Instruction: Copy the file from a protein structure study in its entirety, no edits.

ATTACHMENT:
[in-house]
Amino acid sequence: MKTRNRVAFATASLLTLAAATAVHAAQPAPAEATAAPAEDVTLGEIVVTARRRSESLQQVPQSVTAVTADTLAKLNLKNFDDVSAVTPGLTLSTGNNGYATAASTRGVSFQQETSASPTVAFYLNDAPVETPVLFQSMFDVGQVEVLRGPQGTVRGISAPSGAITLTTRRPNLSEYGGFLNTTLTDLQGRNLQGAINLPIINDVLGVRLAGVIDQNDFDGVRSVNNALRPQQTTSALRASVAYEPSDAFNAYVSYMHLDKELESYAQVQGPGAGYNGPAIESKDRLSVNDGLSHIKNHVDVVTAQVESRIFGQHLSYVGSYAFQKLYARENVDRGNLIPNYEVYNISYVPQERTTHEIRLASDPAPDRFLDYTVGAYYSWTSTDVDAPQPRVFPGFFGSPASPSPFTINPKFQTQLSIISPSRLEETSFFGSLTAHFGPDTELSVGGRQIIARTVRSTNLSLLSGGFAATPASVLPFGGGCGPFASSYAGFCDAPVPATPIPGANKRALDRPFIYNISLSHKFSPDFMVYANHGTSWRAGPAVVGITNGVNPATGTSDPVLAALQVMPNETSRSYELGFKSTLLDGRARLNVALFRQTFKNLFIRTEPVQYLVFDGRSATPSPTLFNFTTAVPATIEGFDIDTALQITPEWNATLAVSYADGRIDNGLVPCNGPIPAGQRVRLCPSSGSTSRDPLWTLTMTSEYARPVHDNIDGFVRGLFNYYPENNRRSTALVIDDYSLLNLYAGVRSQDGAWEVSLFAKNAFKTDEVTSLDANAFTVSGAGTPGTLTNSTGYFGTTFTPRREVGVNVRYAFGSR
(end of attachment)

[in-house]
Amino acid sequence: MKTRNRVAFATASLLTLAAATAVHAAQPAPAEATAAPAEDVTLGEIVVTARRRSESLQQVPQSVTAVTADTLAKLNLKNFDDVSAVTPGLTLSTGNNGYATAASTRGVSFQQETSASPTVAFYLNDAPVETPVLFQSMFDVGQVEVLRGPQGTVRGISAPSGAITLTTRRPNLSEYGGFLNTTLTDLQGRNLQGAINLPIINDVLGVRLAGVIDQNDFDGVRSVNNALRPQQTTSALRASVAYEPSDAFNAYVSYMHLDKELESYAQVQGPGAGYNGPAIESKDRLSVNDGLSHIKNHVDVVTAQVESRIFGQHLSYVGSYAFQKLYARENVDRGNLIPNYEVYNISYVPQERTTHEIRLASDPAPDRFLDYTVGAYYSWTSTDVDAPQPRVFPGFFGSPASPSPFTINPKFQTQLSIISPSRLEETSFFGSLTAHFGPDTELSVGGRQIIARTVRSTNLSLLSGGFAATPASVLPFGGGCGPFASSYAGFCDAPVPATPIPGANKRALDRPFIYNISLSHKFSPDFMVYANHGTSWRAGPAVVGITNGVNPATGTSDPVLAALQVMPNETSRSYELGFKSTLLDGRARLNVALFRQTFKNLFIRTEPVQYLVFDGRSATPSPTLFNFTTAVPATIEGFDIDTALQITPEWNATLAVSYADGRIDNGLVPCNGPIPAGQRVRLCPSSGSTSRDPLWTLTMTSEYARPVHDNIDGFVRGLFNYYPENNRRSTALVIDDYSLLNLYAGVRSQDGAWEVSLFAKNAFKTDEVTSLDANAFTVSGAGTPGTLTNSTGYFGTTFTPRREVGVNVRYAFGSR